The most complete microchips comply with International Standards Organization (ISO) Standards. These standards define the structure of the microchip’s information content and determine the protocol for scanner-microchip communication. They also include the assignment of a 15-digit numeric identification code to each microchip; 3 digits either for the code of the country in which the dog was implanted or for the manufacturer’s code; one digit for the dog’s category (optional), and the remaining 8 or 9 digits for that dog’s unique ID number.
As with anything else, however, problems can and do arise. Not all shelters, humane societies, and veterinary offices have scanners. Although rare, microchips can fail, and even universal scanners may not be able to detect every microchip. Accurate detection can also be hampered if dogs struggle too much while being scanned or if either long, matted hair or excess fat deposits cover the implantation site. And because there are an ever-increasing number of pet recovery services, there is, as yet, no single database that links one to the other.
Since no method of identification is perfect, the best way owners can protect their dogs is by keeping current ID tags on them, microchipping them, and never allowing them to roam free.
Whether your dogs have been “naughty” or “nice” this year, there’s no better time than
Christmas to show them how much they mean to you. From the tangible to the intangible,
consider celebrating the legendary Twelve Days of Christmas by wrapping some of these
suggestions in bright ribbons of love and “gifting” your dog with them:
1. Get your dog a large, personalized dog treat jar. Fashioned from clear glass, his name
will be emblazoned across the front in glittering letters and then filled with especially
tempting and delectable holiday treats.
2. Sweeten your conversation with “baby talk.” Since studies show that dogs understand
human language better than once thought, using a high-pitched voice coupled with words
your own dog recognizes will be welcome music to his most receptive ears.
3. Get your dog an oversized and especially soft blanket featuring his photo front and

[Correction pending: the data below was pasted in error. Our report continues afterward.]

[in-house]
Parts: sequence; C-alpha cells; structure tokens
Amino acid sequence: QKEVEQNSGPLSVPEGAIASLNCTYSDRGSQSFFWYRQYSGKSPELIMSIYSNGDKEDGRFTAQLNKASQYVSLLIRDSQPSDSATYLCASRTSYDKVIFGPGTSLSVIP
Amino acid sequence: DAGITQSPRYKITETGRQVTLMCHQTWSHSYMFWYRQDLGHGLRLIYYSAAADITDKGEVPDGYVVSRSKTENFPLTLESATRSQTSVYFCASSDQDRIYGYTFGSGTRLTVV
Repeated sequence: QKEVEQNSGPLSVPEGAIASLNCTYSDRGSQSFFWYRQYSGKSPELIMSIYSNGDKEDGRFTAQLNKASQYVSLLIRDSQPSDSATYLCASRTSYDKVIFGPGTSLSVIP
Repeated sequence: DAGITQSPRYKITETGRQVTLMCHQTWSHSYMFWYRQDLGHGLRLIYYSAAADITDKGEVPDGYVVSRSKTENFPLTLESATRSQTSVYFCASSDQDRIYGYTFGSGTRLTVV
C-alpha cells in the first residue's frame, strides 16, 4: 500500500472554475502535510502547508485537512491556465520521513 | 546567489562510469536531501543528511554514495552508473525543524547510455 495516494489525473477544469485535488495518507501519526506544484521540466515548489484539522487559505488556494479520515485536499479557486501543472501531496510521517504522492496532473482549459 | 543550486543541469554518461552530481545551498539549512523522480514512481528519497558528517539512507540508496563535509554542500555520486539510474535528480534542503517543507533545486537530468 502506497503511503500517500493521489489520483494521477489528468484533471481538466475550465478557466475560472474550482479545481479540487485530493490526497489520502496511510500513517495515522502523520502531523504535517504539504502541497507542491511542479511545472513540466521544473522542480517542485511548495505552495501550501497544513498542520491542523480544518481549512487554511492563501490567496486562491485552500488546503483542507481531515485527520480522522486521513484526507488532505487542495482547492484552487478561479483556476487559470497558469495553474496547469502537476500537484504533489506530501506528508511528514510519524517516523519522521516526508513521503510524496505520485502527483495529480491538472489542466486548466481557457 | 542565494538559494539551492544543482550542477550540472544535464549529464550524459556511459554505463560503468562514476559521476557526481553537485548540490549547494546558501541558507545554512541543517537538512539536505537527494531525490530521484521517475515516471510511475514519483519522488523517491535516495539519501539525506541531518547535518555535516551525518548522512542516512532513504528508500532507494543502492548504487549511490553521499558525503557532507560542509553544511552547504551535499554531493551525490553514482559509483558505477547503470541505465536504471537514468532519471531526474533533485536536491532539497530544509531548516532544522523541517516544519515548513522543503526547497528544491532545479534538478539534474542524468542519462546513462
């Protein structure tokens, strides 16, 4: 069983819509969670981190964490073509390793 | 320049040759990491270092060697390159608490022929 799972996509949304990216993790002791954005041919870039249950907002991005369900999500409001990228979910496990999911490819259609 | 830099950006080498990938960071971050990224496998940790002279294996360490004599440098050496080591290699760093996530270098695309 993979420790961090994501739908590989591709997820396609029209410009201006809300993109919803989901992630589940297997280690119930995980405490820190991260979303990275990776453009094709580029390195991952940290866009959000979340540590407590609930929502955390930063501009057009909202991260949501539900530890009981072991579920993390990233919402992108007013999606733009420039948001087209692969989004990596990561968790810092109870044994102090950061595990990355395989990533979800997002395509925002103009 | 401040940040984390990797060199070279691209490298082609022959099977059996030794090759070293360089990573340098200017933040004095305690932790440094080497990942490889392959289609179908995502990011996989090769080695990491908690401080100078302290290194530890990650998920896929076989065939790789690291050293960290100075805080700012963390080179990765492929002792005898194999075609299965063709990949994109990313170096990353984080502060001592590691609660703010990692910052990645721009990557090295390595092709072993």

center. Choose one in a color that complements his preferred doggy bed and have your
favorite photo of him printed on it.
4. Gaze deeply into your dog’s eyes. One way of expressing your love is through direct eye
contact. Take a moment, speak softly, pet him gently and stare into his eyes. Try raising
your eyebrows -- preferably the left one – and he’ll recognize this as an obvious display of
5. Get your dog an especially hardy KONG that’s shaped like a small tire. Ideal for rousing
games of fetch and tug-o-war, they’re guaranteed to outlast even the strongest chewer.
6. Rub his ears. Rather than patting your pup on the top of his head, rub him gently behind
his ears and watch his reaction. In all likelihood, he’ll melt into a puddle of pure doggy
bliss because rubbing a dog’s ears stimulates the release of endorphins, the hormones that
both relieve pain and induce pleasure.
7. Get your dog a DNA test. Are you curious about your pup’s ancestry? Eager to know if
he’s a purebred or a marvelous mixture of two or more breeds? All it requires is this
simple test and all will be revealed.
8. Lean on your dog. Think of the many times your dog has pressed up against your legs or
leaned into you while you were sitting together. Seen as one of the ways that dogs seek out
affection – their version of a hug – return the sentiment and “hug” your dog back by
leaning into him.
9. Get your dog a gift basket of bacon flavored dog chews. While real bacon is a no-no, this
“sense-ational” substitute should keep his taste buds tingling and his palette satisfied all
10. Cuddle your dog.
With the holidays approaching, it’s time to think not only about celebrating, but also about dog safety.
To ensure that the season stays merry and bright, plan ahead and start early. Change the appearance of your home from everyday to holiday gradually, over a period of several days. This will allow your dog time to grow comfortable with everything from new or additional furniture and tabletop arrangements to wall and window decorations. To encourage your dog to view this as something positive, reinforce the sentiment by keeping him occupied with Kongs filled with cheese spread or peanut butter, or puzzle toys to puzzle over while you slowly transform the space around him. Maintain your dog’s normal feeding and walking schedules. Ensure that your dog’s “go to” place for security remains the same, unless you know from past experience that his doggy bed, crate or favorite blanket should be moved to a room far from the festivities.